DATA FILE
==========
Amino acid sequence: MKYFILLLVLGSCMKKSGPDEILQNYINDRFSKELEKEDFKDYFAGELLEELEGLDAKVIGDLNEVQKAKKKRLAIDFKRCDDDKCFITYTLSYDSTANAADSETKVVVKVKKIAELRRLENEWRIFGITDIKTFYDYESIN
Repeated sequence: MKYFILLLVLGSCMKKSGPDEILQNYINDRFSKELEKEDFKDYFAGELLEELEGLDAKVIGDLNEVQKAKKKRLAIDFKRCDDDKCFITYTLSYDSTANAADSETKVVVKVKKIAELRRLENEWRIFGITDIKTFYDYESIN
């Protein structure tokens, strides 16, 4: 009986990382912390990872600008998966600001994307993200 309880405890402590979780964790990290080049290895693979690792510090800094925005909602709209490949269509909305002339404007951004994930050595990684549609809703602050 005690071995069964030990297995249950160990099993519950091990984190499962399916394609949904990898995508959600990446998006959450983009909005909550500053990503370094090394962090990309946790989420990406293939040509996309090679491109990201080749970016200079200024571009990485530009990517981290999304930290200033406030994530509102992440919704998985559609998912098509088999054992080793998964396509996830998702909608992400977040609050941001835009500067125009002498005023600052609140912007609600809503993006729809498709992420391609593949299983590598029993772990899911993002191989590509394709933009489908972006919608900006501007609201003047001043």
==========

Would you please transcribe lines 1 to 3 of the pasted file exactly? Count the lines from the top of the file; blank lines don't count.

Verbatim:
Amino acid sequence: MKYFILLLVLGSCMKKSGPDEILQNYINDRFSKELEKEDFKDYFAGELLEELEGLDAKVIGDLNEVQKAKKKRLAIDFKRCDDDKCFITYTLSYDSTANAADSETKVVVKVKKIAELRRLENEWRIFGITDIKTFYDYESIN
Repeated sequence: MKYFILLLVLGSCMKKSGPDEILQNYINDRFSKELEKEDFKDYFAGELLEELEGLDAKVIGDLNEVQKAKKKRLAIDFKRCDDDKCFITYTLSYDSTANAADSETKVVVKVKKIAELRRLENEWRIFGITDIKTFYDYESIN
């Protein structure tokens, strides 16, 4: 009986990382912390990872600008998966600001994307993200 309880405890402590979780964790990290080049290895693979690792510090800094925005909602709209490949269509909305002339404007951004994930050595990684549609809703602050 005690071995069964030990297995249950160990099993519950091990984190499962399916394609949904990898995508959600990446998006959450983009909005909550500053990503370094090394962090990309946790989420990406293939040509996309090679491109990201080749970016200079200024571009990485530009990517981290999304930290200033406030994530509102992440919704998985559609998912098509088999054992080793998964396509996830998702909608992400977040609050941001835009500067125009002498005023600052609140912007609600809503993006729809498709992420391609593949299983590598029993772990899911993002191989590509394709933009489908972006919608900006501007609201003047001043």